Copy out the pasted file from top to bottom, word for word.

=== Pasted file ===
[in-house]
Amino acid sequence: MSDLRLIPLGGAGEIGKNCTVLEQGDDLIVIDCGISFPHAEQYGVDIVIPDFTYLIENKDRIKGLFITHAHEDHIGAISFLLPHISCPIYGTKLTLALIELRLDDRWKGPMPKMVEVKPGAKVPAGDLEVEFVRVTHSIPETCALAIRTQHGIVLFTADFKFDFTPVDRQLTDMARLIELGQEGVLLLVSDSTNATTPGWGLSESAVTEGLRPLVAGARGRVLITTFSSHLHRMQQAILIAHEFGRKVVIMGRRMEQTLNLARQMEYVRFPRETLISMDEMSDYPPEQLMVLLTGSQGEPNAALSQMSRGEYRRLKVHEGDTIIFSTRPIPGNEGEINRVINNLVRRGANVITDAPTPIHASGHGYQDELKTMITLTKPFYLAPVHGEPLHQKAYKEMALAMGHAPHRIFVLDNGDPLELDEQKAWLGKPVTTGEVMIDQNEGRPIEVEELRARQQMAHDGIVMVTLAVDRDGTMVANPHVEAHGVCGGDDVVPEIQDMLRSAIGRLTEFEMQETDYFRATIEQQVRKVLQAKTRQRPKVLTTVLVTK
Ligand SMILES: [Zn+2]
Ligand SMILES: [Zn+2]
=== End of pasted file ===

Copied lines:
[in-house]
Amino acid sequence: MSDLRLIPLGGAGEIGKNCTVLEQGDDLIVIDCGISFPHAEQYGVDIVIPDFTYLIENKDRIKGLFITHAHEDHIGAISFLLPHISCPIYGTKLTLALIELRLDDRWKGPMPKMVEVKPGAKVPAGDLEVEFVRVTHSIPETCALAIRTQHGIVLFTADFKFDFTPVDRQLTDMARLIELGQEGVLLLVSDSTNATTPGWGLSESAVTEGLRPLVAGARGRVLITTFSSHLHRMQQAILIAHEFGRKVVIMGRRMEQTLNLARQMEYVRFPRETLISMDEMSDYPPEQLMVLLTGSQGEPNAALSQMSRGEYRRLKVHEGDTIIFSTRPIPGNEGEINRVINNLVRRGANVITDAPTPIHASGHGYQDELKTMITLTKPFYLAPVHGEPLHQKAYKEMALAMGHAPHRIFVLDNGDPLELDEQKAWLGKPVTTGEVMIDQNEGRPIEVEELRARQQMAHDGIVMVTLAVDRDGTMVANPHVEAHGVCGGDDVVPEIQDMLRSAIGRLTEFEMQETDYFRATIEQQVRKVLQAKTRQRPKVLTTVLVTK
Ligand SMILES: [Zn+2]
Ligand SMILES: [Zn+2]